import org.springframework.scripting.support.ScriptFactoryPostProcessor;

    public class Test {

    public static void main(String[] args) {

    //Declare the ApplicationContext
    GenericApplicationContext ctx = new GenericApplicationContext();

    //Define and register the post processor
    BeanDefinitionBuilder bdb1 = BeanDefinitionBuilder
    .rootBeanDefinition(“org.springframework.scripting.support.ScriptFactoryPostProcessor”)
    .setLazyInit(false);
    ctx.registerBeanDefinition(“scriptPostProcessor”, bdb1.getBeanDefinition());

    //define the script location… in my case it is inline,
    // but any standard classpath:/package/script.groovy style location can be used
    String location = ScriptFactoryPostProcessor.INLINE_SCRIPT_PREFIX + “package com.xiotl.xdb.test\n” +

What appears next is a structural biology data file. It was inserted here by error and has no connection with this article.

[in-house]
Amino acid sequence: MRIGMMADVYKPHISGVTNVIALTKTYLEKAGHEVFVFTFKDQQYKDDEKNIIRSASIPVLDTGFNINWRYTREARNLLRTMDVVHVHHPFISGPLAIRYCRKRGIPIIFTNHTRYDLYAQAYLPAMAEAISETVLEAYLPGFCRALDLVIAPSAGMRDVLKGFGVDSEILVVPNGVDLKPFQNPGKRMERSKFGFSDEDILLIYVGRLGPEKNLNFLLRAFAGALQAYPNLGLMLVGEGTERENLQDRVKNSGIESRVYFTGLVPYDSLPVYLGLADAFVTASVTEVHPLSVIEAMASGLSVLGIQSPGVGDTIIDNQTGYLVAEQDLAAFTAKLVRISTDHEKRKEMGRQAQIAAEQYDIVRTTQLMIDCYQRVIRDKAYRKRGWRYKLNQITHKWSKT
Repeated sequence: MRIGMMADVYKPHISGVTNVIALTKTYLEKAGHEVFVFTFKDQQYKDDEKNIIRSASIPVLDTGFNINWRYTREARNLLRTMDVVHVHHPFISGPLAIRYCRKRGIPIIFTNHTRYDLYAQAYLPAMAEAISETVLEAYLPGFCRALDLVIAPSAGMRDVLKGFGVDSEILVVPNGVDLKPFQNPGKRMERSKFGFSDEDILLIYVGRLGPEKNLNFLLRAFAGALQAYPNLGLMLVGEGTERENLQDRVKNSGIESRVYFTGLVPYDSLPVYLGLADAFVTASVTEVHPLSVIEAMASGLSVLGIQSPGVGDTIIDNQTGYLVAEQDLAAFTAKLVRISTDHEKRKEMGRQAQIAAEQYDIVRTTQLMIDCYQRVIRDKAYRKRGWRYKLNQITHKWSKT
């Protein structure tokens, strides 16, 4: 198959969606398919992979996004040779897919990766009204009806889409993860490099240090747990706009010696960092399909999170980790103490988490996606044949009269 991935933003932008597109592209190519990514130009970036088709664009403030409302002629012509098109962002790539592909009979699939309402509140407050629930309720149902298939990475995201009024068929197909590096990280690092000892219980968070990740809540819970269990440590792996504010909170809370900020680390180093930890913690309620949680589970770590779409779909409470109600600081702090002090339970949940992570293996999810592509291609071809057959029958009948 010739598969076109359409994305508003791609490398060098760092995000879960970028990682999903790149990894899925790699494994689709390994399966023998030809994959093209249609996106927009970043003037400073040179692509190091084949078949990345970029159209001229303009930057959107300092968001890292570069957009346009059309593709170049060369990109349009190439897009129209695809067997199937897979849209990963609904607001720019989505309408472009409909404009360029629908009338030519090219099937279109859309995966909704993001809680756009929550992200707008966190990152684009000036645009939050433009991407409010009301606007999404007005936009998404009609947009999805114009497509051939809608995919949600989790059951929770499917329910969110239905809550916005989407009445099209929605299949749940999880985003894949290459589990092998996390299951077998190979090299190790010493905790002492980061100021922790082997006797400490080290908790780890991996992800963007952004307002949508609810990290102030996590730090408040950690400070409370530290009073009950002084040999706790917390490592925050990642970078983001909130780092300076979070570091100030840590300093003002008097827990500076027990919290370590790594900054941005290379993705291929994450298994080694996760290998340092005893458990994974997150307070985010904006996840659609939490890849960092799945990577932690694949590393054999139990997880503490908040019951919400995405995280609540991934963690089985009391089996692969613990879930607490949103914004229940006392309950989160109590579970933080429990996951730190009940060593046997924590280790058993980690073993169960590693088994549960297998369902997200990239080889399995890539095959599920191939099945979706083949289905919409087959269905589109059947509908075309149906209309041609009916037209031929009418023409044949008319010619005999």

“\n” +
    “import org.apache.log4j.Logger\n” +
    “\n” +
    “class Scratch implements XLogger {\n” +
    ” private static Logger logger = Logger.getLogger(\”XLogger\”);\n” +
    “\n” +
    ” public void log(String message) {\n” +
    ” logger.info(message);\n” +
    ” }\n” +
    “}”;
    //define and register the groovy bean
    BeanDefinitionBuilder bdb2 = BeanDefinitionBuilder
    .rootBeanDefinition(“org.springframework.scripting.groovy.GroovyScriptFactory”)
    .addConstructorArg(location);
    ctx.registerBeanDefinition(“groovyLogger”, bdb2.getBeanDefinition());
    //refresh the context
    ctx.refresh();
    //get the bean
    XLogger xlog = (XLogger)ctx.getBean(“groovyLogger”);
    //test the bean
    xlog.log(“A Message from Groovy”);
    }

    }

    By Edison Gieswein on Oct 5, 2007

  7. This is a great example. It is nice to see how to do this.

    I do have one question though. Is there a way to do a hybrid approach where you define some of the configuration in xml and some of it programmatically as in your example?